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Biology 202
2000 First Web Report
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Autism and its Connection with the Neurotransmitter Serotonin

Emily Hollister

Autism is a brain-based, non-progressive Pervasive Developmental Disorder (PDD) that exhibits symptoms in three areas of human development: socialization, communication and behavior. In individuals with autism, 'reciprocal social interaction and communication' are significantly impaired. Sensory integration and emotional behavior may also be affected. Autistic individuals may be withdrawn and react unusually to other people, engage in repeated body movements such as hand flapping, or display an unusual attachment to selected objects. They also may be aggressive toward others or themselves and often have a marked resistance to changes in routine.

The causes of autism are widely debated, but a substantial body of research exists that shows differences between autistic and non-autistic individuals in the structure of the brain, 'electrical wiring' and the level of certain neurotransmitters in blood and spinal fluid. One such neurotransmitter is serotonin (5) which is instrumental in the control of sleep, mood, some types of sensory perception, body-temperature regulation and appetite. It also affects the rate at which hormones are released and has something to do with tissue inflammation. Individuals with Autism are known to have increased levels of serotonin in their blood. They produce, absorb or metabolize serotonin differently than those who are not autistic.

Researchers have found abnormalities in the synthesis of serotonin in certain structures of the brain and an overall difference in serotonin levels for the whole brain. In a study carried out at the Children's Hospital of Michigan PET Scan Center (1), researchers discovered at least some of the brain structures that have abnormal serotonin synthesis. The brain structures that make up the dentatothalamocortical pathway were found to have abnormal serotonin synthesis. This is a neural pathway involved in sensory integration and speech. Sensory integration in autistic patients is often very poor so that only one type of sense at a time can be processed. For example, if an individual with autism is looking at something, s/he will not necessarily notice that a fire alarm is ringing or someone is calling his/her name. In addition to poor sensory integration, verbal communication is also impaired in autistic individuals.

The values for overall serotonin synthesis in the brains of autistic patients are also significantly different. Dr. Harry Chugani, the Director of the Children's Hospital of Michigan PET Scan Center (1) reports that "[I]n nonautistic children, the values for serotonin synthesis change during development, such that the values for children between 3 and 8 years old are three times higher than those measured in adults. In the autistic children between the ages of 3 and 8, serotonin synthesis values were only 1 * higher than the adult values." This would suggest that especially for autistic children, medication that mimics serotonin would be helpful in targeting specific behaviors that are characteristic of autism.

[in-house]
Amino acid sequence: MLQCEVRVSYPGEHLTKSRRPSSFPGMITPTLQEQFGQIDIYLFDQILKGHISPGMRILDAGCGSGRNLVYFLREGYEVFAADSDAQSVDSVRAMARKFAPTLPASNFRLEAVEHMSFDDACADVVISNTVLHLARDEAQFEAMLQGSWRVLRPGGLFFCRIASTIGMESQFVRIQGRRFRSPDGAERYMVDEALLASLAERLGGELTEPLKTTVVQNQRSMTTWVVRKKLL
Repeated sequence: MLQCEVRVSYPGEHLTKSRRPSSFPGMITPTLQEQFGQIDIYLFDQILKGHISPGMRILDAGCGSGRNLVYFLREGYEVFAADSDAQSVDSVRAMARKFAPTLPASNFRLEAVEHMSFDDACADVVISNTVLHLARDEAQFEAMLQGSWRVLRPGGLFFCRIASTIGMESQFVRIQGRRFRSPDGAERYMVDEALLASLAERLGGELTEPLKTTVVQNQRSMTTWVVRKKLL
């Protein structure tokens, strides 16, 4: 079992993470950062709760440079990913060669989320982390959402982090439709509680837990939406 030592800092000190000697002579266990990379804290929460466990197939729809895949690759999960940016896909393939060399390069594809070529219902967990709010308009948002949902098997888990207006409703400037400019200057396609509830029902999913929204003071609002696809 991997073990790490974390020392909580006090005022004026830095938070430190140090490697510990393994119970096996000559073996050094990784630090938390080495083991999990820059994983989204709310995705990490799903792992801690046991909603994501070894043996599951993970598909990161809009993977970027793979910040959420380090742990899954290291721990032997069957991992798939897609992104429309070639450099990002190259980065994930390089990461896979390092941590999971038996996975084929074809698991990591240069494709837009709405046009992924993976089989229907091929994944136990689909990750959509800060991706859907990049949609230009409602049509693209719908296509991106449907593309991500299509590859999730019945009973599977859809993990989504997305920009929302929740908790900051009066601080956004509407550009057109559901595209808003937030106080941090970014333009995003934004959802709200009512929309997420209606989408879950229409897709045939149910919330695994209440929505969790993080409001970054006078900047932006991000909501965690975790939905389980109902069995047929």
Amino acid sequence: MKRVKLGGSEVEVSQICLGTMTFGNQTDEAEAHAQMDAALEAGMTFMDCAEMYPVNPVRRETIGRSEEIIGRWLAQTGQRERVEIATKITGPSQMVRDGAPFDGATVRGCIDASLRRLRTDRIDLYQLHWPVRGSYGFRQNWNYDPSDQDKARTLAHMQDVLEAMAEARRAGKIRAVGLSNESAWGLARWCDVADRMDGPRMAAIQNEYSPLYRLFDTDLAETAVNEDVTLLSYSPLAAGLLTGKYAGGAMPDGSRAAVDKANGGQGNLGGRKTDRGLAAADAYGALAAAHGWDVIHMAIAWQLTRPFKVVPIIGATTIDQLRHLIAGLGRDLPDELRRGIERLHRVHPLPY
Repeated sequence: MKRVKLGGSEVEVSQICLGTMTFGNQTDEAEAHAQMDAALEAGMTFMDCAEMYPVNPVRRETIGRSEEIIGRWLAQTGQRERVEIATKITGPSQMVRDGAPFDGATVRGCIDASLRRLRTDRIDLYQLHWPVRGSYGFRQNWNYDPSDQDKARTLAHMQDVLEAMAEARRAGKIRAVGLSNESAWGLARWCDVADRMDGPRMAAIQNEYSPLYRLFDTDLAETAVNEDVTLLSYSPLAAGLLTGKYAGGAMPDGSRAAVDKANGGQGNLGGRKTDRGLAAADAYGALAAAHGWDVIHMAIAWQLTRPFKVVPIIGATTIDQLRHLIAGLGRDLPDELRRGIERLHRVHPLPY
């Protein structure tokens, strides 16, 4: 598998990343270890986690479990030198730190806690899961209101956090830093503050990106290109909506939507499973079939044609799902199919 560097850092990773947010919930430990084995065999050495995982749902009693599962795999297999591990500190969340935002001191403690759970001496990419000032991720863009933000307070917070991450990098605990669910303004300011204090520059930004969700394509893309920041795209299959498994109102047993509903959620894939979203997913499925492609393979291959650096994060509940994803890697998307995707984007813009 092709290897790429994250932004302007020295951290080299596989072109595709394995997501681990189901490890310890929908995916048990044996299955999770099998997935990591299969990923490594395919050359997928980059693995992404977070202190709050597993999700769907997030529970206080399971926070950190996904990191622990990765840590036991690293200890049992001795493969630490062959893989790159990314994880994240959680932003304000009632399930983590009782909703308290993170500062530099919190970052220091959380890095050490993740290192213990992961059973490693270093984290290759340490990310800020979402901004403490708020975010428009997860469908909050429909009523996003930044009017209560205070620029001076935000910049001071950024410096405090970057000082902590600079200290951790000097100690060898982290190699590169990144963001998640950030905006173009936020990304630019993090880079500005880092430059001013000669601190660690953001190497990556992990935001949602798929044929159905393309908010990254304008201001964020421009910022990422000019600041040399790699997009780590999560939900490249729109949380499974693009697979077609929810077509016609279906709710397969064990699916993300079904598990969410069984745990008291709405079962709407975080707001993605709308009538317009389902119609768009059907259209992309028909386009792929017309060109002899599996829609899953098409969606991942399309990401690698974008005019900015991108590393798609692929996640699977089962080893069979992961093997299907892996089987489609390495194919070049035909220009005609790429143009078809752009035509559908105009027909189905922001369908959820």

Not all behaviors associated with autism are affected by changes in the values of serotonin synthesis, but those that arise from reduced 5-HTT (3) (the serotonin transporter) such as aggression and repetitive behavior are alleviated. In the November, 1999 Archives of General Psychiatry (4) , a study was published which found that autistic adults who were given a diet low in the amino acid tryptophan (an amino acid that the body converts to serotonin) experienced an increase in the intensity of autism behaviors displayed such as pacing, rocking, and self-harm. It was observed that their ability to interact socially did not change, but that they were more anxious.

The same research group did a similar study in which fluvoxamine (Luvox) was given to autistic adults. This drug increases serotonin levels in the brain. When taking fluvoxamine, these individuals were less aggressive and more adept at reciprocal communication.

Serotonin has a definite connection with the severity of autistic symptoms. Changes in the levels of serotonin synthesis do not seem to affect all symptoms, but instead target certain behaviors such as self-harm or withdrawal. It's likely that these behaviors are coping mechanisms for weak or overwhelmingly strong sensations that are alleviated with higher values of serotonin synthesis. When sensory integration is improved, the need for the coping mechanisms are reduced.

The brain is very adaptable (5) , so why is it that serious injury, illness, and strokes can be overcome without the pervasive developmental difficulties associated with autism? Serotonin and other neurotransmitters contribute to the ability of neurons to communicate with each other, the rest of the Central Nervous System and the body.

Differences in the levels of these chemicals are detected in a range of psychiatric disorders so there is nothing unusual in finding that a seemingly minor change in the level of a chemical can so drastically impair the ability of neurons to communicate effectively.

WWW Sources

1) Autism: P.E.T. Scan Study of Serotonin Production III

2) Evidence of Linkage between the Serotonin Transporter and Autistic Disorder

3) Serotonin Transporter (5-HTT) gene variants associated with autism?

4) Autism: The Serotonin Connection

4)Pervasive Developmental Disabilities

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